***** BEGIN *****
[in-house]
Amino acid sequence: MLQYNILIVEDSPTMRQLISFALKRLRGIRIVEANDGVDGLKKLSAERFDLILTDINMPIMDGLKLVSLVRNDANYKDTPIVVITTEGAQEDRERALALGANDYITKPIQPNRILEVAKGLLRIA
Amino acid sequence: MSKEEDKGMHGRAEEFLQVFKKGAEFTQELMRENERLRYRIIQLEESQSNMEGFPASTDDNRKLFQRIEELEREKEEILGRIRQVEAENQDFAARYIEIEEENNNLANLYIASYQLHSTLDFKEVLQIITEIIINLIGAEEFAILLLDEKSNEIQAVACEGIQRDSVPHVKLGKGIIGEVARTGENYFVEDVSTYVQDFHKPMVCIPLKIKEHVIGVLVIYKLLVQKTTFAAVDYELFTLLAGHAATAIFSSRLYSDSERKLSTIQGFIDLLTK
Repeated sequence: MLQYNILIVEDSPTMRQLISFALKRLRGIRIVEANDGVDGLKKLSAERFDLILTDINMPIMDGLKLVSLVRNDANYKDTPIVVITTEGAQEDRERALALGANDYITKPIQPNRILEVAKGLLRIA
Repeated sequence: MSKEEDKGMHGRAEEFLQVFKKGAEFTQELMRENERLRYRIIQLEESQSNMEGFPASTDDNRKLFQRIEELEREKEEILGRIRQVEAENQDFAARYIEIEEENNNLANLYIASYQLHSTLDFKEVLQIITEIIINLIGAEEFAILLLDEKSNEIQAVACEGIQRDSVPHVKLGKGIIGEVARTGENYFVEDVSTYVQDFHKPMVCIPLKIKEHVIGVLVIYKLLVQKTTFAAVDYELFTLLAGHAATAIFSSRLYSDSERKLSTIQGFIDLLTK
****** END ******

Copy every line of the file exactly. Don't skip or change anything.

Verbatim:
[in-house]
Amino acid sequence: MLQYNILIVEDSPTMRQLISFALKRLRGIRIVEANDGVDGLKKLSAERFDLILTDINMPIMDGLKLVSLVRNDANYKDTPIVVITTEGAQEDRERALALGANDYITKPIQPNRILEVAKGLLRIA
Amino acid sequence: MSKEEDKGMHGRAEEFLQVFKKGAEFTQELMRENERLRYRIIQLEESQSNMEGFPASTDDNRKLFQRIEELEREKEEILGRIRQVEAENQDFAARYIEIEEENNNLANLYIASYQLHSTLDFKEVLQIITEIIINLIGAEEFAILLLDEKSNEIQAVACEGIQRDSVPHVKLGKGIIGEVARTGENYFVEDVSTYVQDFHKPMVCIPLKIKEHVIGVLVIYKLLVQKTTFAAVDYELFTLLAGHAATAIFSSRLYSDSERKLSTIQGFIDLLTK
Repeated sequence: MLQYNILIVEDSPTMRQLISFALKRLRGIRIVEANDGVDGLKKLSAERFDLILTDINMPIMDGLKLVSLVRNDANYKDTPIVVITTEGAQEDRERALALGANDYITKPIQPNRILEVAKGLLRIA
Repeated sequence: MSKEEDKGMHGRAEEFLQVFKKGAEFTQELMRENERLRYRIIQLEESQSNMEGFPASTDDNRKLFQRIEELEREKEEILGRIRQVEAENQDFAARYIEIEEENNNLANLYIASYQLHSTLDFKEVLQIITEIIINLIGAEEFAILLLDEKSNEIQAVACEGIQRDSVPHVKLGKGIIGEVARTGENYFVEDVSTYVQDFHKPMVCIPLKIKEHVIGVLVIYKLLVQKTTFAAVDYELFTLLAGHAATAIFSSRLYSDSERKLSTIQGFIDLLTK